Australia (from the Latin. Austrālis - "southern"), the official
form is the Australian Union or the Commonwealth of Australia - a
state in the Southern Hemisphere that occupies the continent of the
same name, the island of Tasmania and several other islands of the
Indian and Pacific Oceans; It is the sixth largest country in the
world. East Timor, Indonesia and Papua New Guinea are located north
of the Australian Union, Vanuatu, New Caledonia and the Solomon
Islands to the northeast, and New Zealand to the southeast. The
shortest distance between the main island of Papua New Guinea and
the mainland of the Australian Union is only 145 km, and the
distance from the Australian island of Boigu to Papua New Guinea is
only 5 km. The population at December 31, 2018 was estimated at
25,180,200 people, most of whom live in cities on the east coast.
Australia is one of the developed countries, being the thirteenth largest economy in the world, and has the sixth place in the world in terms of GDP per capita. Australia's military spending is the twelfth largest in the world. With the second largest human development index, Australia ranks high in many areas, such as quality of life, health, education, economic freedom, protection of civil liberties and political rights. Australia is a member of the G20, OECD, WTO, APEC, UN, Commonwealth of Nations, ANZUS and the Pacific Islands Forum.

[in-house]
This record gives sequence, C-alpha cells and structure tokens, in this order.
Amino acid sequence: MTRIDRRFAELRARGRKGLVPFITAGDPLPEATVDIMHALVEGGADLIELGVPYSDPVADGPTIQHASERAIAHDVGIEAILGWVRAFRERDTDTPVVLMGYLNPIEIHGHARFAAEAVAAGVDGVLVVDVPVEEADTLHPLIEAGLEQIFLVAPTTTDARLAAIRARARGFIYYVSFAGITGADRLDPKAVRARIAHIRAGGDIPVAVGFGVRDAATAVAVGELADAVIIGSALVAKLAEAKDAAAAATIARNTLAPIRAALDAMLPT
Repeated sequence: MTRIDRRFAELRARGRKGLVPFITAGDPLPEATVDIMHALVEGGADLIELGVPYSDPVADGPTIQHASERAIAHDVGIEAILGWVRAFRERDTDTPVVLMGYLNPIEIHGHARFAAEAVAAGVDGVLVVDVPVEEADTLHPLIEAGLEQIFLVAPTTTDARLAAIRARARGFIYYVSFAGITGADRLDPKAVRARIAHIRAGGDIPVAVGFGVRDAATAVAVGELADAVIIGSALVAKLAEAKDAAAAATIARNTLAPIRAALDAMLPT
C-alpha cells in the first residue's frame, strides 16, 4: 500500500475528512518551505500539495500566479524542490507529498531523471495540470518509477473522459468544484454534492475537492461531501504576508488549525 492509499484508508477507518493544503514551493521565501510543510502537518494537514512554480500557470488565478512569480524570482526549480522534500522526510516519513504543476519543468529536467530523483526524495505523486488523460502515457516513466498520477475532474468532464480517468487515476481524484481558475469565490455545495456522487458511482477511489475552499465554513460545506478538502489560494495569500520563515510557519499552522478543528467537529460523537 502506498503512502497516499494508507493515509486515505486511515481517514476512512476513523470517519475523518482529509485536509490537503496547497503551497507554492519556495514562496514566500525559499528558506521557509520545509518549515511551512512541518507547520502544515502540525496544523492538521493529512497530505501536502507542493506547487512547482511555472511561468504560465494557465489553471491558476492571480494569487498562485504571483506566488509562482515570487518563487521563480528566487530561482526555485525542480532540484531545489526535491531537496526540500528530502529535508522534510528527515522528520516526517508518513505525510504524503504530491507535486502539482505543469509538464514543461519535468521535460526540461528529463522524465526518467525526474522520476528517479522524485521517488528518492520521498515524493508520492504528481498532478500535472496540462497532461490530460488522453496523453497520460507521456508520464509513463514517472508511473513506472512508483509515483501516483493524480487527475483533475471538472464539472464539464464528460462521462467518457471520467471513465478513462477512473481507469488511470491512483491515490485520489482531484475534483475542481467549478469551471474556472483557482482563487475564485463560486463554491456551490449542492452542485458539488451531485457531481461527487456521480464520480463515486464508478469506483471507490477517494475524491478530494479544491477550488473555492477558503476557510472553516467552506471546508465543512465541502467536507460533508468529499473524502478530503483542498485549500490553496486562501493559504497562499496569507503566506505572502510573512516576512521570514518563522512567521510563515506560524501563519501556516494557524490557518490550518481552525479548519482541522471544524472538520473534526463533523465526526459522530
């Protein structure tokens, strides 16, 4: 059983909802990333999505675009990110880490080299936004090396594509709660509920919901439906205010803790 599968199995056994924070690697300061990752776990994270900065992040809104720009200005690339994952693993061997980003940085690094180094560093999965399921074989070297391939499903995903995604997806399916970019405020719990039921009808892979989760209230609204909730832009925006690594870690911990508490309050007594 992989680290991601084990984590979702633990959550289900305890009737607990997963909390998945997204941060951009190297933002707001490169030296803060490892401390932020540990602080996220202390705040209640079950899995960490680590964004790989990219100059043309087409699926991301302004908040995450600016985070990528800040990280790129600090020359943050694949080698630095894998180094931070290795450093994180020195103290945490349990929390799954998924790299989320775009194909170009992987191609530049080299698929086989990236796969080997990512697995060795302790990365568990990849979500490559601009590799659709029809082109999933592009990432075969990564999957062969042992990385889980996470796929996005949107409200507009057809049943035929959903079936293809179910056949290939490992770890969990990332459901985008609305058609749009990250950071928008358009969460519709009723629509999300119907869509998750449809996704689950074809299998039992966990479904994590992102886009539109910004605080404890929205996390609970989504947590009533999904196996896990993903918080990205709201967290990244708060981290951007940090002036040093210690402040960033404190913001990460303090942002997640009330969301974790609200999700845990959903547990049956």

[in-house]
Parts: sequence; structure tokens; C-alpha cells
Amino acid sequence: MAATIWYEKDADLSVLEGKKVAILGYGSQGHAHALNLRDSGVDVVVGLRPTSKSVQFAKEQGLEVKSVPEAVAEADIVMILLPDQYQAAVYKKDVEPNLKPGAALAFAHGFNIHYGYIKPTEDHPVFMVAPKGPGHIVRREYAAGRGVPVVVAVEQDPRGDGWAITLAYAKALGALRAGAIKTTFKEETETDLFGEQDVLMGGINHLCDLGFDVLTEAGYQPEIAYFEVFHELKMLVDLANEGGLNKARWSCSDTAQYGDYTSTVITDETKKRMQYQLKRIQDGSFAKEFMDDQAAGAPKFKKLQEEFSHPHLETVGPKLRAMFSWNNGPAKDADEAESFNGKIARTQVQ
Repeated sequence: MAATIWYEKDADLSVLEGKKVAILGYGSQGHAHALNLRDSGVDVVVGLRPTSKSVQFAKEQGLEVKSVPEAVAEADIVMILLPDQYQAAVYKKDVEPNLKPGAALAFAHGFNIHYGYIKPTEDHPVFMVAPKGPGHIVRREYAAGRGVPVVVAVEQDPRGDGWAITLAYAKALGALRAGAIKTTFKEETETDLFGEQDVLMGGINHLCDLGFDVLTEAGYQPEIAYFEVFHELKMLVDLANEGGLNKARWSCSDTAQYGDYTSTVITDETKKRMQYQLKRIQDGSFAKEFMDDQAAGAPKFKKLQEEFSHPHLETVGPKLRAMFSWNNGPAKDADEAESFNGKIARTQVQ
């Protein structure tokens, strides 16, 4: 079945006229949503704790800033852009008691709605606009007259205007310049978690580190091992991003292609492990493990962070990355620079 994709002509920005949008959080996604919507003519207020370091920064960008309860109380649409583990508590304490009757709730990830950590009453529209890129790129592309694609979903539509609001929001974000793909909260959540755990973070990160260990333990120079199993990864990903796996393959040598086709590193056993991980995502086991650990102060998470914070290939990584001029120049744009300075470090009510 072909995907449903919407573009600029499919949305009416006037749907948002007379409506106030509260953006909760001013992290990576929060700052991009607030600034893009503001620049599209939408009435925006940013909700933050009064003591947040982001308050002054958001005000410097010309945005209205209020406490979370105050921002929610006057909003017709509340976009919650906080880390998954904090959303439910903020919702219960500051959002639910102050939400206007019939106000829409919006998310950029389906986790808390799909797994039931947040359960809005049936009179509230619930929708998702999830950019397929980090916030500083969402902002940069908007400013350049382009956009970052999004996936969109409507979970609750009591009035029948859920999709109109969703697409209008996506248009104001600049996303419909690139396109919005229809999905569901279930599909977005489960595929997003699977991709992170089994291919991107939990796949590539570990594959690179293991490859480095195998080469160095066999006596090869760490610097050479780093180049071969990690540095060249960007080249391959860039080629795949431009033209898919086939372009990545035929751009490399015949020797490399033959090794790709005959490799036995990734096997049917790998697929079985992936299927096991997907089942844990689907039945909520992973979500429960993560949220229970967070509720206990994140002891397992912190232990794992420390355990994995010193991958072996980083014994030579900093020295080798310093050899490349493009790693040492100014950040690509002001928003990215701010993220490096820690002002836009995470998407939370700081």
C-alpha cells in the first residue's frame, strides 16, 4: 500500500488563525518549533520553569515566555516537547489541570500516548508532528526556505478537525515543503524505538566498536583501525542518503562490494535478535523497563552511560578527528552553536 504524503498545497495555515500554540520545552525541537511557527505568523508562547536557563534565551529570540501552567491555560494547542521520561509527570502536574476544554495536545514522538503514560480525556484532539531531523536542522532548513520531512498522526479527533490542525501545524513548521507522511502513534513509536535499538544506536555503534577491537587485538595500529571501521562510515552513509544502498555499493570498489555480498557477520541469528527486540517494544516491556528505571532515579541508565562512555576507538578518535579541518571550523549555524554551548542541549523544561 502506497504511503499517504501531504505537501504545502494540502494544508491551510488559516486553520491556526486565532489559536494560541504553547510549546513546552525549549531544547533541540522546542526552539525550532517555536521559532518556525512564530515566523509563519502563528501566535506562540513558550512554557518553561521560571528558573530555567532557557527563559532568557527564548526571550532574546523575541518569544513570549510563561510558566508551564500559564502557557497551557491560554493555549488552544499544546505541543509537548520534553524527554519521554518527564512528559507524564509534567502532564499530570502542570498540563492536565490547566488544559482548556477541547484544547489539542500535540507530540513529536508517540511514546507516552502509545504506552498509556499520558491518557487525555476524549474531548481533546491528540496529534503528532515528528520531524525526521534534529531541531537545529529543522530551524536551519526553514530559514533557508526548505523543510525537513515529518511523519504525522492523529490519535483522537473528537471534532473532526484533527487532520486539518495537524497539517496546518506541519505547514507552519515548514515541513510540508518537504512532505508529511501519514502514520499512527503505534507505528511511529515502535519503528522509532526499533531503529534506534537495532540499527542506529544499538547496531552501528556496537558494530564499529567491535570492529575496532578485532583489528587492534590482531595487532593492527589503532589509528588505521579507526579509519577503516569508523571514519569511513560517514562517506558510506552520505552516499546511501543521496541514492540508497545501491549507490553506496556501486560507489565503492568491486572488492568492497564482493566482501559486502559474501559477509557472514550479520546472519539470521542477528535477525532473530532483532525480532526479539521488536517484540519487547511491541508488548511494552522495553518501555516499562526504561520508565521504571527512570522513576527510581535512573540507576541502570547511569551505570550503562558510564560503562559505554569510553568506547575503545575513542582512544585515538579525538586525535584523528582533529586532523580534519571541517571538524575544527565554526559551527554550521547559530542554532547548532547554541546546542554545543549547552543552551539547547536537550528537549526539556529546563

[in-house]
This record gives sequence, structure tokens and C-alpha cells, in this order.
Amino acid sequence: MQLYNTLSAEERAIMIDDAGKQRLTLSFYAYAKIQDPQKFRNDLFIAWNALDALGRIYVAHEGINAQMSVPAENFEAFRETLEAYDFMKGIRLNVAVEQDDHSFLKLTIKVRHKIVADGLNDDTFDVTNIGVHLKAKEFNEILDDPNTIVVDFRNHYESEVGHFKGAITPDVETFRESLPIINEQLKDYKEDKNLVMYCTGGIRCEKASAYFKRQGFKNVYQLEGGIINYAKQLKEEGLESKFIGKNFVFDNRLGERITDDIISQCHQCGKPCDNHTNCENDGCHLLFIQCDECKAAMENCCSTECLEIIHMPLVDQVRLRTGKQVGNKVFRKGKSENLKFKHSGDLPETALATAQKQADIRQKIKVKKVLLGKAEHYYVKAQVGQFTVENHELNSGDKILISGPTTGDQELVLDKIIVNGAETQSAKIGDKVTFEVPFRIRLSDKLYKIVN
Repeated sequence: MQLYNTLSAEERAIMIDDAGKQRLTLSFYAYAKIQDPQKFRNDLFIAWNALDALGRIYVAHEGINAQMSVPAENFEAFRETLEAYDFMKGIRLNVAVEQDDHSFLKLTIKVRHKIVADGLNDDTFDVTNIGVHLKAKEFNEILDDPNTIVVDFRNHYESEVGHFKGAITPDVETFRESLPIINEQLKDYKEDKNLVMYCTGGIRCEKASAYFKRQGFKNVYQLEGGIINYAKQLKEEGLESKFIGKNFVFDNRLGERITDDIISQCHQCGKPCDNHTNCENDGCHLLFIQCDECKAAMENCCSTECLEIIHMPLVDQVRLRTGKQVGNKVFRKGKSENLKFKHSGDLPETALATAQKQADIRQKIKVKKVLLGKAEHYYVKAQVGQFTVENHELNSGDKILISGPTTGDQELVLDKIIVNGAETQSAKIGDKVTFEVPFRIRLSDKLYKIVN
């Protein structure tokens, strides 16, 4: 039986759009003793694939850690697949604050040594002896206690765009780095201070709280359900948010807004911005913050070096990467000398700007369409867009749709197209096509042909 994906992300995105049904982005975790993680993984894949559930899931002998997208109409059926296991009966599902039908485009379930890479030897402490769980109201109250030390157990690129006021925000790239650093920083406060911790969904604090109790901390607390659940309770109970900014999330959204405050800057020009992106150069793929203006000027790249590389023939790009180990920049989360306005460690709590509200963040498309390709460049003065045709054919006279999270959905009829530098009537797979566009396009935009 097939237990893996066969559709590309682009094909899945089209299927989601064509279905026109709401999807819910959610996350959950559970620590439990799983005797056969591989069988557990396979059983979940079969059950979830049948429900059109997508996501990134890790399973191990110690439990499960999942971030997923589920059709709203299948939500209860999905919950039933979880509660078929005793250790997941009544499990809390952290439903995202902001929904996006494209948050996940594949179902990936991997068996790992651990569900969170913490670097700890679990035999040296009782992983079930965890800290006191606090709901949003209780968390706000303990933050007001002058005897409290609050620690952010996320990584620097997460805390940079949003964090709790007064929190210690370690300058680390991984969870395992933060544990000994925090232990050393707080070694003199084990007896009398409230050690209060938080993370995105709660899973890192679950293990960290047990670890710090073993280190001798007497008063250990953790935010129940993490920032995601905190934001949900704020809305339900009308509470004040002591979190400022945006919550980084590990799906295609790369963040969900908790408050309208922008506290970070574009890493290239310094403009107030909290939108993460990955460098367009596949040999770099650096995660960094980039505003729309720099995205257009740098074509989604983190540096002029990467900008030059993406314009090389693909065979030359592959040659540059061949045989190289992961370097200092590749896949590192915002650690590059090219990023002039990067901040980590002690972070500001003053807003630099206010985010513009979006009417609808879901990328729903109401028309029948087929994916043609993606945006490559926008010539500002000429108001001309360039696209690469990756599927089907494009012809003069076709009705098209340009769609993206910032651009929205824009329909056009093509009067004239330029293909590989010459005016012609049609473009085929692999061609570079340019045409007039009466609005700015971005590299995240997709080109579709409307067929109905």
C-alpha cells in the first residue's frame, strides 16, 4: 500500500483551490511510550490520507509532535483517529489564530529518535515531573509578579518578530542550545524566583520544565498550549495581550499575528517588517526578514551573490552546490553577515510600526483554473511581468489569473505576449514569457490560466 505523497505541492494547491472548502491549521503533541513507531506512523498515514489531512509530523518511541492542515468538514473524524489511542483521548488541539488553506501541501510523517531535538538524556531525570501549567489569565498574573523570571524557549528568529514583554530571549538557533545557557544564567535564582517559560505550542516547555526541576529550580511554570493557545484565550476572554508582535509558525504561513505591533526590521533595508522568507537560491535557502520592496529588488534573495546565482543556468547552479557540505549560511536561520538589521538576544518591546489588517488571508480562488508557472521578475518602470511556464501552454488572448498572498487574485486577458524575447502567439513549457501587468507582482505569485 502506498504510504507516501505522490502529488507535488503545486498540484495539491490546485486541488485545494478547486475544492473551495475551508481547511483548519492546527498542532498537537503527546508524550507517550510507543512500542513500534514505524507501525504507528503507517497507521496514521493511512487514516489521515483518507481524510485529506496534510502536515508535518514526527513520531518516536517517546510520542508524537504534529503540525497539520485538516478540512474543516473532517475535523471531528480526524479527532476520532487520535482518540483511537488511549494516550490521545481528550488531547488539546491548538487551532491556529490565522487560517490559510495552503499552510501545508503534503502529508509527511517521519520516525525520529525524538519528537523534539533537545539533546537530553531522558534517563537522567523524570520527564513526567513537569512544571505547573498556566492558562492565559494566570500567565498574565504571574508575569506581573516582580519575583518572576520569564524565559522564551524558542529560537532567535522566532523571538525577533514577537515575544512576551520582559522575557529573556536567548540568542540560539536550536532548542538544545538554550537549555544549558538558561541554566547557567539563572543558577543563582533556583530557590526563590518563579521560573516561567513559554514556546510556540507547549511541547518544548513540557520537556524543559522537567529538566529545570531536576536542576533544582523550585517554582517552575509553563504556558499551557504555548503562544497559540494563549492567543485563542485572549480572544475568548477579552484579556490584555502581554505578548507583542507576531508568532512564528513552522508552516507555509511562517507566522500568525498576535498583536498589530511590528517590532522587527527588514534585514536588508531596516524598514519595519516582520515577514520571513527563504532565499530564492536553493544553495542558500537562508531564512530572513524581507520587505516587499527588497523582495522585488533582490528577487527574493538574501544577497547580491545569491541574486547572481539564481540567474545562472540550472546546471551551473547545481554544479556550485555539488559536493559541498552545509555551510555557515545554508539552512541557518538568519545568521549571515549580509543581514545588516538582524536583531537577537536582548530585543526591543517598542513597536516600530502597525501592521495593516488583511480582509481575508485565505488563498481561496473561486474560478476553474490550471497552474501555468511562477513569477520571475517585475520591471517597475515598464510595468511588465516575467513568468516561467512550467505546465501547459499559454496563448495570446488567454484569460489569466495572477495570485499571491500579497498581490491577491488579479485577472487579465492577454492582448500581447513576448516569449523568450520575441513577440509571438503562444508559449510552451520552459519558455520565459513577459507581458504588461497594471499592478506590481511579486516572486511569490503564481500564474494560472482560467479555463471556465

The term "Australia" comes from lat. austrālis ("southern"). In
colloquial speech of Australians, the word Oz is used to refer to
Australia. The word Aussie is used to refer to the adjective
"Australian" by Australians.
Legends about the Unknown Southern Land (Latin Terra Australis Incognita) - “unknown land in the south” - date back to the times of the Roman Empire and were a common occurrence in medieval geography, despite the fact that they were not based on any knowledge about the continent itself.
The earliest documented record of the use of the word “Australia” in English was written in 1625, “Information about Australia del Espiritu Santo, written by Master Hulklight” (English A note of Australia del Espíritu Santo, written by Master Hakluyt) and published by Samuel Pourchas at Hakluytus Posthumus, where the Spanish name Australia del Espiritu Santo (Spanish: Australia del Espíritu Santo), given to an island in the New Hebrides archipelago, was distorted to “Australia”. The adjective "Australische" was also used by Dutch officials in Batavia (modern Jakarta) to refer to all of the southern lands newly discovered since 1638. The word "Australia" was used in the English-translated book of the French utopian writer Gabriel de Fouagni "The Adventures of Jacques Sader, his journey and discovery of the Astral Earth" (French Les Aventures de Jacques Sadeur dans la Découverte et le Voyage de la Terre Australe; 1676). For the entire South Pacific, this term is used by Alexander Dalrymple, a Scottish geographer, in his book An Historical Collection of Voyages and Discoveries in the South Pacific Ocean; 1771; . At the end of the 18th century, the term was used by botanists George Shaw and James Edward Smith to refer to the Australian continent in their book Zoology and Botany of New Holland (English Zoology and Botany of New Holland; 1793), as well as on a 1799 map belonging to James Wilson .